How do we know some crazy mor(m)on didn’t send the church some white powder for sympathy or ignite a true culture war.

    There is a bigger problem with them committing violence against us. The people who follow their rhetoric and killing and hospitalizing gays but that seems to be OK. It seems to me they don’t quite know what violence is and for some reason we always seem to be the bad guys

  7. says

    There is just a little irony in claiming religious discrimination in this setting.

    When religious groups, as they have been numerous times in the past, are racist/segregationist/terrorist/supporters of pograms/genocide/and other forms of discrimination they richly deserve criticism.

  8. ggreen says

    In the mean time followers of these “organizations” are being foreclosed on, laid off, fired and losing their pensions. The children of these same followers are being abused, lied to about sex and the benefits of abstinence, misled about the reality of modern heterosexual marriage. What exactly has nomobvote done for them except collect money and case fear?

  9. MikeinSanJose says

    Let me see if I get this right…

    Hate, Bigotry, Verbal and Physical Abuse by the church or in the name of the church directed at any other human or group of humans on the planet that don’t believe as they do is acceptable and indeed, a constitutionally guaranteed right to free speech and exercise of religion.

    Any response by those unbelievers attacked by the church – ANY church (Cathlicks, Mormons, Scientologists, Westboro Baptists), whether a defense or a counter-attack is religious intolerance and a condemnable act that must be stopped.

    That seems fair to me!
    /snark
    .

  10. peterparker says

    It is interesting to me that these people can’t see that Prop 8 and all the other anti-marriage laws are acts of violence and intolerance of a monumental scale.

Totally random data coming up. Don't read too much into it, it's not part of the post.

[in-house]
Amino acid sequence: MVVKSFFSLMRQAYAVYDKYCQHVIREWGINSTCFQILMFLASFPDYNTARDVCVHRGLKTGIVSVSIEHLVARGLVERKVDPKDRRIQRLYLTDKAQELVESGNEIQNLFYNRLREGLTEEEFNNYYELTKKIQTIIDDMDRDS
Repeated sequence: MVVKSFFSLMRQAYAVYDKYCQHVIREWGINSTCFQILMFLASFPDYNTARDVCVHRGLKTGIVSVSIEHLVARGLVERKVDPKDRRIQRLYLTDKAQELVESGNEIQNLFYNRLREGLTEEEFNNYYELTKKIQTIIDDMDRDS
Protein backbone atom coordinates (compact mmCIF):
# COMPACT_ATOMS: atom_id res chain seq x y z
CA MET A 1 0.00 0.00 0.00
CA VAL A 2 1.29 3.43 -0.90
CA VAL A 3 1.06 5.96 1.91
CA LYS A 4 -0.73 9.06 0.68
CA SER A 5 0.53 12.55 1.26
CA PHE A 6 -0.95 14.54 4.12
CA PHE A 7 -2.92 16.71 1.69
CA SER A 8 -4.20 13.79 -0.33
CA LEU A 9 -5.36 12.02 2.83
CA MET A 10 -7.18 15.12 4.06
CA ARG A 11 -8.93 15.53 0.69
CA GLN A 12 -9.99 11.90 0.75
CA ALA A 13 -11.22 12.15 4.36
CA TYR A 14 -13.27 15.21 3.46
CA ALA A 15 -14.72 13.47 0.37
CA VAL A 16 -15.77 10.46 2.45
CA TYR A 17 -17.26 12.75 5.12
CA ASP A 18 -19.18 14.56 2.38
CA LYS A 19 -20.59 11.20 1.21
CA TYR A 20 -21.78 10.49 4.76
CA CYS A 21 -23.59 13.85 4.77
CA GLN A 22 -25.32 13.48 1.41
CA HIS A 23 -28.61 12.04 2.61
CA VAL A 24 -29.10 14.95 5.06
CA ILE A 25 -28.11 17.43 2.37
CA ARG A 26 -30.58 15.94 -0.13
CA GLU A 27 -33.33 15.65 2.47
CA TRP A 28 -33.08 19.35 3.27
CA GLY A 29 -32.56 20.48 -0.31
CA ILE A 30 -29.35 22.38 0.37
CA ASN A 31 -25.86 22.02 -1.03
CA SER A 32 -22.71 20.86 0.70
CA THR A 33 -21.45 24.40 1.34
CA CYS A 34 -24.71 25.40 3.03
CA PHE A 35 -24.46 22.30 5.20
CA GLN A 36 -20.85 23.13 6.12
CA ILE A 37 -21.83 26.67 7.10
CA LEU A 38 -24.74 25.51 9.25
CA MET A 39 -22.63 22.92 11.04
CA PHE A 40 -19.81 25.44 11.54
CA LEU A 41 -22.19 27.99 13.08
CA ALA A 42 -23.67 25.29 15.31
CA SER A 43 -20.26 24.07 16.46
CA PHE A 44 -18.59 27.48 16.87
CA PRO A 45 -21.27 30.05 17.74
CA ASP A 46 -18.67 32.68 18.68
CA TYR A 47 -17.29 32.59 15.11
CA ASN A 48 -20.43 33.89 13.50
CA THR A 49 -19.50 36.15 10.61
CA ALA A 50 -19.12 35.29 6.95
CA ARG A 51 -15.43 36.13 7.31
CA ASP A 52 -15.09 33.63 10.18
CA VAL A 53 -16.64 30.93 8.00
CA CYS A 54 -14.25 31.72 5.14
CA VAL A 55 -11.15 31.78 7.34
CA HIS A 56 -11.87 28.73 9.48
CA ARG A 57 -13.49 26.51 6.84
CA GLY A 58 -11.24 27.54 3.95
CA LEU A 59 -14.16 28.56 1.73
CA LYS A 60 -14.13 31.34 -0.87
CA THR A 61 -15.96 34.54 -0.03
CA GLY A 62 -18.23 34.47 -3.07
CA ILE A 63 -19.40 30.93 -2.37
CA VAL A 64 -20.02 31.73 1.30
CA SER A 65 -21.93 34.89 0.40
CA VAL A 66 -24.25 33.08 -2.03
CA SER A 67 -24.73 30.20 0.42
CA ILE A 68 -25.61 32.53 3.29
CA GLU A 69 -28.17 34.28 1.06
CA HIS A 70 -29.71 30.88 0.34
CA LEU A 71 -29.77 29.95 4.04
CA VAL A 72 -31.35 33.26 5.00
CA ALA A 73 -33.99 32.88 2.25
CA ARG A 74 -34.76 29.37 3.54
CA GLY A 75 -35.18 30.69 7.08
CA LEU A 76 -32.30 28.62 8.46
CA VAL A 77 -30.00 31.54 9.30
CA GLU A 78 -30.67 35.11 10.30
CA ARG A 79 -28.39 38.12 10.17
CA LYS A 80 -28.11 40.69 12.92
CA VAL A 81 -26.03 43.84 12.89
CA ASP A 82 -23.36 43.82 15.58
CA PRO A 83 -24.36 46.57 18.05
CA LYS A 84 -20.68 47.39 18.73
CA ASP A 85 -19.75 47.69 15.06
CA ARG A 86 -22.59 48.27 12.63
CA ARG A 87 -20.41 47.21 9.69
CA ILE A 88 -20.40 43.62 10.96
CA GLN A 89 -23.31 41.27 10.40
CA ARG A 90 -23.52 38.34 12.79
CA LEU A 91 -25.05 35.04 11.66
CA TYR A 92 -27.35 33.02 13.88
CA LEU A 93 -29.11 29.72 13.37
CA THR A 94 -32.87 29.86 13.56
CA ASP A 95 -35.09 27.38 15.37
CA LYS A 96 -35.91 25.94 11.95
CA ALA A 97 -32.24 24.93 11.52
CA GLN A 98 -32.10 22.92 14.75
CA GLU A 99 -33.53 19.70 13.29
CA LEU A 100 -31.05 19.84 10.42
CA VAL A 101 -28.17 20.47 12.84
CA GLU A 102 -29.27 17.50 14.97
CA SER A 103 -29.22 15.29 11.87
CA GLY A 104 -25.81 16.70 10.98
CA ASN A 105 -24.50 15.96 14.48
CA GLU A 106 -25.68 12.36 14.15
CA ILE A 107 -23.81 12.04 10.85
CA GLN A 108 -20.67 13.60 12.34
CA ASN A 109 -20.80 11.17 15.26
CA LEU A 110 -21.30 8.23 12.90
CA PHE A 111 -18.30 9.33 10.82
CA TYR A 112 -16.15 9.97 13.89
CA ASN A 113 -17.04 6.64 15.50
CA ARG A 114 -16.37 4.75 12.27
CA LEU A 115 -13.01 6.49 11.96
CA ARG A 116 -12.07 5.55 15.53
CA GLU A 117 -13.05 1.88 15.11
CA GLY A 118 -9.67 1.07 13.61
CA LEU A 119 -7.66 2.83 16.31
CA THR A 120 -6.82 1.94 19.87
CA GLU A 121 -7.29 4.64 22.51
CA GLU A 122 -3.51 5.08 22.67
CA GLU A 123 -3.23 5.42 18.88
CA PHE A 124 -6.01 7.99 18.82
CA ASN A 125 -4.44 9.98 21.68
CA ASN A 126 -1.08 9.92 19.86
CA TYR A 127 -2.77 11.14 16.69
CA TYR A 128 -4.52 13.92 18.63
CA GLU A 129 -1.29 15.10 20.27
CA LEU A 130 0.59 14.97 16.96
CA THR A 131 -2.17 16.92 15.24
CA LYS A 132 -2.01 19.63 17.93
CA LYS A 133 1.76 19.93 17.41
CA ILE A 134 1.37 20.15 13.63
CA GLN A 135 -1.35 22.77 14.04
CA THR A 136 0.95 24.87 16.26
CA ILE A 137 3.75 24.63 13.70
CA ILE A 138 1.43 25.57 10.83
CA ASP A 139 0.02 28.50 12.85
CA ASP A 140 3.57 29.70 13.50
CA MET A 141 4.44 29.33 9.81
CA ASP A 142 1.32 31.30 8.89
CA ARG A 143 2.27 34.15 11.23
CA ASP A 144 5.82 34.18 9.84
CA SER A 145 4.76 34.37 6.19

11. mike says

    So, what do we do about it? Will we counter their blatant hypocrisy with our own ad? Will someone be able to point out the absolute hypocrisy of a group that is actively and blatantly using their Constitutionally-guaranteed right to free speech and the free exercise of their “religion” to deny the Constitutionally-guaranteed rights of other American citizens? This is the typical “bait and switch” of the wing-nut evangie/fundies and the Republicons: they scream that they are being persecuted by the very people they spent $40 million to promote a voter initiative that denied their alleged “persecutors” the right to be full and equal citizens of the United States of America. What do we do about this? How do we fight back? We simply cannot let The Becket Foundation and its bigoted supporters get away with this without a response from our community.

  12. says

    You may want to pop to their website and tell them your story. I challenged them to take good look at themselves and what their religions really stand for. Their religions advocate violence against people in their holy scriptures

  13. says

    So when I saw the ad’s headline, “No Mob Veto” I thought it referred to the CA mob’s veto of marriage rights. Huh. This is typical right-wing tactic: turn the charge on its head and blame the victims.

    Like RP said, cry me a river.

  14. says

    You’ve got to be effing kidding me.

    Unreal. These same religious stole the rights of glbt Californians and now they claim to be the victims. I’m gobsmacked.

    Where is our response? We need a leader like yesterday. And Joe Solmenese, Neil Guilino, and Geoff Kors are not it. The time for “sit and be patient” way of thinking from the HRC, GLAAD and EQCA respectively has long since passed.

    Let’s not get lulled back into apathy. We need to keep fighting.

  15. says

    OK, I’m fed up with the idea that religious charities can contribute tax-free to taking away our rights, but our opposition is taxed.

    Can’t we start our own religious charity that will support all gay political causes and be a 501(3)c? If they can do it, why can’t we? Maybe something through MCC or UU Churches?? Somebody? Any ideas?

  16. g_whiz says

    Would they take out a full page ad “shaming” people who engage in anti-gay violence? Doubtful. Its perfectly defensible for people of their ilk to make our lives uncomfortable, for the bible tells them so. Fuck that and fuck them.

  17. Erik H. says

    Through the wonder of Facebook, I’ve had some interesting conversations with a long-lost grade school friend who is Mormon and supported Prop 8. The exchanges were very enlightening for me.